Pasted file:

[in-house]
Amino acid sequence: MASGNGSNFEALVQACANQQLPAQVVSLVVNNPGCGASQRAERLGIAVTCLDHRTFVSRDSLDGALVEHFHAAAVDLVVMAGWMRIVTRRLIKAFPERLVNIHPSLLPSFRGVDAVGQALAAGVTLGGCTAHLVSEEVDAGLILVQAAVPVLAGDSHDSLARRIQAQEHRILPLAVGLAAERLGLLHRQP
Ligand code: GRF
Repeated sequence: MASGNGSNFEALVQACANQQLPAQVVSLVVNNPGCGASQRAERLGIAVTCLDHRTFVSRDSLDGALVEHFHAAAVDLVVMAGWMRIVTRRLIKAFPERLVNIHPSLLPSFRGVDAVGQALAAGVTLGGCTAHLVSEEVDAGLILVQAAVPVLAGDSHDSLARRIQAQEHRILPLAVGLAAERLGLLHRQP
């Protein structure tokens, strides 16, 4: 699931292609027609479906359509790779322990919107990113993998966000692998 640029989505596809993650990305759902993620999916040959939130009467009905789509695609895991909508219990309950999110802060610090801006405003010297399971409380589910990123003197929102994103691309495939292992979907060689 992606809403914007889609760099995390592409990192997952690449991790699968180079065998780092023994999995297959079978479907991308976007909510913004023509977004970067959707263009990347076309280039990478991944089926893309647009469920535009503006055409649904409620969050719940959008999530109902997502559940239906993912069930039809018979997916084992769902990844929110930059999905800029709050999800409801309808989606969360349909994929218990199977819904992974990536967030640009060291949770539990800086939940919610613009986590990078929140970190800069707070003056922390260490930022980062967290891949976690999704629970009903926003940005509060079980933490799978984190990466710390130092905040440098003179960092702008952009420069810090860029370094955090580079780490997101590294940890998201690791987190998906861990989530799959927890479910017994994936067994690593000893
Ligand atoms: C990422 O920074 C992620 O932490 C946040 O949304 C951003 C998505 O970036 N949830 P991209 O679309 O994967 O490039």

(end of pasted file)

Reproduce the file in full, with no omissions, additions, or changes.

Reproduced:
[in-house]
Amino acid sequence: MASGNGSNFEALVQACANQQLPAQVVSLVVNNPGCGASQRAERLGIAVTCLDHRTFVSRDSLDGALVEHFHAAAVDLVVMAGWMRIVTRRLIKAFPERLVNIHPSLLPSFRGVDAVGQALAAGVTLGGCTAHLVSEEVDAGLILVQAAVPVLAGDSHDSLARRIQAQEHRILPLAVGLAAERLGLLHRQP
Ligand code: GRF
Repeated sequence: MASGNGSNFEALVQACANQQLPAQVVSLVVNNPGCGASQRAERLGIAVTCLDHRTFVSRDSLDGALVEHFHAAAVDLVVMAGWMRIVTRRLIKAFPERLVNIHPSLLPSFRGVDAVGQALAAGVTLGGCTAHLVSEEVDAGLILVQAAVPVLAGDSHDSLARRIQAQEHRILPLAVGLAAERLGLLHRQP
């Protein structure tokens, strides 16, 4: 699931292609027609479906359509790779322990919107990113993998966000692998 640029989505596809993650990305759902993620999916040959939130009467009905789509695609895991909508219990309950999110802060610090801006405003010297399971409380589910990123003197929102994103691309495939292992979907060689 992606809403914007889609760099995390592409990192997952690449991790699968180079065998780092023994999995297959079978479907991308976007909510913004023509977004970067959707263009990347076309280039990478991944089926893309647009469920535009503006055409649904409620969050719940959008999530109902997502559940239906993912069930039809018979997916084992769902990844929110930059999905800029709050999800409801309808989606969360349909994929218990199977819904992974990536967030640009060291949770539990800086939940919610613009986590990078929140970190800069707070003056922390260490930022980062967290891949976690999704629970009903926003940005509060079980933490799978984190990466710390130092905040440098003179960092702008952009420069810090860029370094955090580079780490997101590294940890998201690791987190998906861990989530799959927890479910017994994936067994690593000893
Ligand atoms: C990422 O920074 C992620 O932490 C946040 O949304 C951003 C998505 O970036 N949830 P991209 O679309 O994967 O490039």